HERE’S THE SCENARIO: You’re boondocking on public land. You’re not in a paid campground with a designated space. You don’t have a trailer, tow’d, motorcycle or bike. You want to run errands or engage in a recreational activity that’s beyond walking distance from camp. You need to drive there in your vehicular home. How do you save your excellent camping spot while you’re gone?

In my opinion, you don’t.

This land is your land (sometimes). This land is my land (sometimes).

A lifetime of living in buildings probably conditioned us to be territorial. “This is my home, my space. It’s mine even when I’m not here.” But the conventions of private space don’t apply to public spaces. For example, a parking space at a mall is yours only as long as your vehicle is in it. Or you might love the park bench under the shady tree with a view of the pond, but if you get up to feed the ducks, it’s not your seat anymore. Anyone is free take it. “Hey, I was sitting there,” carries no weight.

I think it’s the same with boondocking spots.

Some people try to save spots by leaving things like tents and tables set up. That can work. Or you could end up losing not only “your” spot but also your stuff.

The more we cling to something, the more it holds us back

Nomad living requires us to be flexible, to adapt when things don’t go as we hoped. It’s part of the letting go process. Not only do we let go of excess possessions, we let go of predictability, we let go of needing to have things our way. Somewhat surprisingly, the fewer things that matter to us, the more free we feel, the less stressful our lives.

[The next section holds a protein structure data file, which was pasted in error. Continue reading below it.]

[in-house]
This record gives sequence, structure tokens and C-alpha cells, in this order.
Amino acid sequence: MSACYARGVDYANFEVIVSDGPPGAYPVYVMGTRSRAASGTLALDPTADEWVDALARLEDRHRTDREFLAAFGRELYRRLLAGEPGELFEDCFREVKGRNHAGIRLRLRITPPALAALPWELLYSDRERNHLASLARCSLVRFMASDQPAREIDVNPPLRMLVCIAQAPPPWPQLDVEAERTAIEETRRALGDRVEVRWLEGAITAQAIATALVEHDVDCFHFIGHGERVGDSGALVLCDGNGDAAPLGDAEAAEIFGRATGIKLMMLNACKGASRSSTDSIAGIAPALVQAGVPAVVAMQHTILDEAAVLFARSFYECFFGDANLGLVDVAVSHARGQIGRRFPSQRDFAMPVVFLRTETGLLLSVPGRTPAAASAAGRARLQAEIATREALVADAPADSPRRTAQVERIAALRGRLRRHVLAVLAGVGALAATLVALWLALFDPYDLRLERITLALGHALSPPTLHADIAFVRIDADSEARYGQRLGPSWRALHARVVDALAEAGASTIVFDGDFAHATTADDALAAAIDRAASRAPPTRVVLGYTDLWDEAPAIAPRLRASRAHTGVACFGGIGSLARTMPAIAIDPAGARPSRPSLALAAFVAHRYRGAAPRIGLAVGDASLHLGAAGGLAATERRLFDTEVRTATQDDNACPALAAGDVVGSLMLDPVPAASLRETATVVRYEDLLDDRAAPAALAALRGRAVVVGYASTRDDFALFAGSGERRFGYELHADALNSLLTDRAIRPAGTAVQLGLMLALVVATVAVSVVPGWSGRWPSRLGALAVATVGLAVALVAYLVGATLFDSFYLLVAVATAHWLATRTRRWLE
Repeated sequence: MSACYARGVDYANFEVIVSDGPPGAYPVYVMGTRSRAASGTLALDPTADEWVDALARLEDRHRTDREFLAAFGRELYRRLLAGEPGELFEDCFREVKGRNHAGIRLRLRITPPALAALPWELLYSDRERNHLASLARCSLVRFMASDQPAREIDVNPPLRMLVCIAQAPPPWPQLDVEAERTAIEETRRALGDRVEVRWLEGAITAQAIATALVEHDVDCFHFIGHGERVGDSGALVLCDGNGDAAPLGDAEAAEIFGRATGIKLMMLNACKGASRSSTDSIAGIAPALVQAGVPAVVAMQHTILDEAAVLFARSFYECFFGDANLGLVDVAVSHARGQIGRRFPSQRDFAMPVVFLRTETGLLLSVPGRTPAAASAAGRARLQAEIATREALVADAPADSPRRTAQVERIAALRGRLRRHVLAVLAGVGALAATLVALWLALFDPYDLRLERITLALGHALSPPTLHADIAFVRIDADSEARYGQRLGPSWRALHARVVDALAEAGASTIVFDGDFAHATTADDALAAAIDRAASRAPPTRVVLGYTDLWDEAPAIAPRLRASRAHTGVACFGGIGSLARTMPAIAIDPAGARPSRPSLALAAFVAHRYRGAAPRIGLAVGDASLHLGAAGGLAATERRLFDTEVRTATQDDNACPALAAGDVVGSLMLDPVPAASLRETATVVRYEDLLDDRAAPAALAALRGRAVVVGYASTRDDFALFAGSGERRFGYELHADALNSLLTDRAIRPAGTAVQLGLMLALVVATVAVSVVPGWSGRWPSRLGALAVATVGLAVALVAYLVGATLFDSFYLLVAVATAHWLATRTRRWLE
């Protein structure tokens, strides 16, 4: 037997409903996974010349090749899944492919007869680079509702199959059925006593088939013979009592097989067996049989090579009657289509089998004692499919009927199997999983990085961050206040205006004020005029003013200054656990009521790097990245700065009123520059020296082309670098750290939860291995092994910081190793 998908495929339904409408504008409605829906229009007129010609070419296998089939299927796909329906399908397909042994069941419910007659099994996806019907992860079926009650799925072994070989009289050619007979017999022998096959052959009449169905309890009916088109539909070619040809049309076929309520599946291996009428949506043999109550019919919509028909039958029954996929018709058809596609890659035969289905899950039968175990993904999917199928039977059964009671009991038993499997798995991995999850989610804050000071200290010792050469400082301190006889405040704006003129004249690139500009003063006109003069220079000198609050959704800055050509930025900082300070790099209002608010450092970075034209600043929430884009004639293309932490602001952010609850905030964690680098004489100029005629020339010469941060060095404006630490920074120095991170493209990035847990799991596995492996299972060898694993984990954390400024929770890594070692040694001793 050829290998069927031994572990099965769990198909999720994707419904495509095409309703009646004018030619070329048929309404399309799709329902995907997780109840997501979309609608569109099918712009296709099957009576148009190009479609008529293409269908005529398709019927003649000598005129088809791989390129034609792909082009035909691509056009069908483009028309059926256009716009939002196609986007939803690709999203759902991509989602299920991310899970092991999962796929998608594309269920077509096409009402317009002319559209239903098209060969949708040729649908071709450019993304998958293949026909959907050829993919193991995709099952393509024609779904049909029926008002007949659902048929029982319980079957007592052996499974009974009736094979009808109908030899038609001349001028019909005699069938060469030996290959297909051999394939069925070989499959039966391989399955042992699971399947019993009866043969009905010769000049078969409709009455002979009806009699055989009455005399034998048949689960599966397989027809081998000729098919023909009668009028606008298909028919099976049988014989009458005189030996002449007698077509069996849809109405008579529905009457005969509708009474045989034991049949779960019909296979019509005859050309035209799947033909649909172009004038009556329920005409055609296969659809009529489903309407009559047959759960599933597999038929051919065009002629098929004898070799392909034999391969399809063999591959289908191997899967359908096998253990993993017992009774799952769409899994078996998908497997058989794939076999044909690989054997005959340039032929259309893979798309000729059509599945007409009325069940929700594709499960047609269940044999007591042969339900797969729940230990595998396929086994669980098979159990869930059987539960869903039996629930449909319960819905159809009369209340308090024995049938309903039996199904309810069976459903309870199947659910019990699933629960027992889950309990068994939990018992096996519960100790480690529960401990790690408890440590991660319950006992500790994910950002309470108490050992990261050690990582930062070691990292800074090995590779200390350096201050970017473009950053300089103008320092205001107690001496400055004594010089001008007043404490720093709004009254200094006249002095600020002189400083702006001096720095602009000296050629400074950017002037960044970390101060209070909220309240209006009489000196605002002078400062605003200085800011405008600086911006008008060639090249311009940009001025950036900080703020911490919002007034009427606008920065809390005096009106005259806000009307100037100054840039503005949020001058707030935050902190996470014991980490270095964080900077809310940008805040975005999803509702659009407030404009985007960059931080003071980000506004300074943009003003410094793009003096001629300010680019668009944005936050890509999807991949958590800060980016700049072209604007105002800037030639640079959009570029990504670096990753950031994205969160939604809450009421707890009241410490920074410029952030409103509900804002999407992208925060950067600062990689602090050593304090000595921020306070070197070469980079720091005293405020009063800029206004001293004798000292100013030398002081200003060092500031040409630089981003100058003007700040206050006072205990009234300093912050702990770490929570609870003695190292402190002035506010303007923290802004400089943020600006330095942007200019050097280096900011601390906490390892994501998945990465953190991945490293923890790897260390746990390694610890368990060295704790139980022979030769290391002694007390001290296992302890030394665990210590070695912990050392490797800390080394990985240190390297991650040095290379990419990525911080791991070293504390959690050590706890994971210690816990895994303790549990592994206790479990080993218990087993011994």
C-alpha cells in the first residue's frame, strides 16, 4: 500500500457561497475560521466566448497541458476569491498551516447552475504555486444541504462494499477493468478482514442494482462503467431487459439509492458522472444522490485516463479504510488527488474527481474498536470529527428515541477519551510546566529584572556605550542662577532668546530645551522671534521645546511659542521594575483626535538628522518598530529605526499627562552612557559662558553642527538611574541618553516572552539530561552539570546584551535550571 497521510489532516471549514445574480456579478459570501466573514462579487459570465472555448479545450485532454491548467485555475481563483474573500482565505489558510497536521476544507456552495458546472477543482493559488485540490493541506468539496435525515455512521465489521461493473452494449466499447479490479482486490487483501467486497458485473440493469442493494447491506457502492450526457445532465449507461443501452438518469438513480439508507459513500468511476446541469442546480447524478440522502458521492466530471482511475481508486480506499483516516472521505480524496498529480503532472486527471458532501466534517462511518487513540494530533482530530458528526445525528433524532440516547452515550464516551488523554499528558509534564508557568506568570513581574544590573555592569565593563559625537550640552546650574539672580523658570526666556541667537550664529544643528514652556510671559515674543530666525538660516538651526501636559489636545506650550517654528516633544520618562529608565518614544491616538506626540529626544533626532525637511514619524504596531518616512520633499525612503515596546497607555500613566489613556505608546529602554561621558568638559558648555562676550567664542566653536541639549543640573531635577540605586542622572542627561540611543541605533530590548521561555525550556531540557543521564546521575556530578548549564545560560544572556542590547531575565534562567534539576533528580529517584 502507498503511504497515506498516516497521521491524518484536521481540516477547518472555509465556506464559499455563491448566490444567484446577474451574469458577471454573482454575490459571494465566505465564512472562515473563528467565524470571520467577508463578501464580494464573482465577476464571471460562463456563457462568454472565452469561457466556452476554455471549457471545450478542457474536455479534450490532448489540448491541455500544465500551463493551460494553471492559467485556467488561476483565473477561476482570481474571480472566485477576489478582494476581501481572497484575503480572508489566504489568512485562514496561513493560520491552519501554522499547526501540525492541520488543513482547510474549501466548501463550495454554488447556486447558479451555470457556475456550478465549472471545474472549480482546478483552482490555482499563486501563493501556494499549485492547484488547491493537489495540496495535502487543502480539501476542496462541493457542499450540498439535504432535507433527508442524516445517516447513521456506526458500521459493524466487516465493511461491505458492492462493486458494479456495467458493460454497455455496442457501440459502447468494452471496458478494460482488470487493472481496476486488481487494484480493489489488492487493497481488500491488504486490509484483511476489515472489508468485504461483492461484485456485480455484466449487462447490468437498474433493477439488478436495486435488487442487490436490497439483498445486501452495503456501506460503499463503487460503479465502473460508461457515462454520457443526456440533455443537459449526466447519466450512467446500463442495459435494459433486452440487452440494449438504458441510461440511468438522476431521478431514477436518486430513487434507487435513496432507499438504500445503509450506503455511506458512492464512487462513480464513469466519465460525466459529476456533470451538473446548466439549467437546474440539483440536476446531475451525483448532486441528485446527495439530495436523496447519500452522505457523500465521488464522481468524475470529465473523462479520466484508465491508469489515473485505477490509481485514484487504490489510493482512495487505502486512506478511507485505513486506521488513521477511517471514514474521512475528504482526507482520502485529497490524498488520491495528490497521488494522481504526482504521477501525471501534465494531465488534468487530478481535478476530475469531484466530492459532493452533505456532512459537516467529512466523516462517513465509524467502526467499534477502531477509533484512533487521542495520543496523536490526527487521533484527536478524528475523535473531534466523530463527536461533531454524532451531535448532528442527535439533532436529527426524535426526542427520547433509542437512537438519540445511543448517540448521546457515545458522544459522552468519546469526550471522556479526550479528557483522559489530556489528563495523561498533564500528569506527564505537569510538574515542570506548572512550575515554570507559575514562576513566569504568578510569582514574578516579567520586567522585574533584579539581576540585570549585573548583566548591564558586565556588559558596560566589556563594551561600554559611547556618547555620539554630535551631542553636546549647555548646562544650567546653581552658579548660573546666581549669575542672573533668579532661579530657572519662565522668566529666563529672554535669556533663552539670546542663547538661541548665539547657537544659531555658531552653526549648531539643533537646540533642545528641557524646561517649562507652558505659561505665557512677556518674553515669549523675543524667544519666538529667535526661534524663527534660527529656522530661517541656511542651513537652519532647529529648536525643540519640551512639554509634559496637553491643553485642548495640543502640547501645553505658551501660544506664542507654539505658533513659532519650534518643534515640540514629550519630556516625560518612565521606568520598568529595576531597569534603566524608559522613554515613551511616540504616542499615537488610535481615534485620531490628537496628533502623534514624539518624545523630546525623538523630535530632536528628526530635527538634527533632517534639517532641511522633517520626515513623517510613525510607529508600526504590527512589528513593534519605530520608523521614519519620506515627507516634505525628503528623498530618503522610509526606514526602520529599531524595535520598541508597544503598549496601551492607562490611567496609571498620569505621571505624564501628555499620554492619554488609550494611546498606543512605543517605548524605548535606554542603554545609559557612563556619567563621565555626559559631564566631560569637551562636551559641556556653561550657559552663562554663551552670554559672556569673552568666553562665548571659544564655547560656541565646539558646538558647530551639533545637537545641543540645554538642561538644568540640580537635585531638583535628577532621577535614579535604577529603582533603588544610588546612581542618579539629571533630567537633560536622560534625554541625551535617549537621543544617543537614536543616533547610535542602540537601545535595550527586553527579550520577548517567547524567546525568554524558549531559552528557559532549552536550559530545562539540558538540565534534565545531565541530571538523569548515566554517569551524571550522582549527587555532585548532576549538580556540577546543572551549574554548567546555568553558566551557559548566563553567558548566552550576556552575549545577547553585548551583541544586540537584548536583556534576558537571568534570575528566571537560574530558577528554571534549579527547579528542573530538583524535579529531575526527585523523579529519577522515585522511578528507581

Now, some of us have had lives where we rarely got what we wanted or needed, but now we’re finally in control and can have some of the things we want. It can feel like we’re back in that old life of deprivation and exploitation when someone takes away a campsite we enjoyed. It’s all the more reason to decide which things absolutely matter (personal safety, autonomy, sufficient finances, and such) and which things we can let slide. For me, having an ideal campsite is one of the things that matters less.

I’m remembering a time I had found a nice boondocking spot near Arches National Park. It was down in a slight bowl that blocked the view of the road and any neighbors. There was a nearly level slick rock slab at the bottom. It had an expansive view. And it was handy to Moab. But when I returned after a day of hiking, someone else had moved in. Darn. I found another spot. It wasn’t as good (actually it kind of sucked), but I was still in a wonderful part of the country, living free, and filled with gratitude and joy. No one had taken that from me.

But, okay, if you really want to make certain your campsite—and your stuff—is there when you return, I think the best solution is to camp with at least one other nomad. Then one person stays in camp to watch things while the other is away.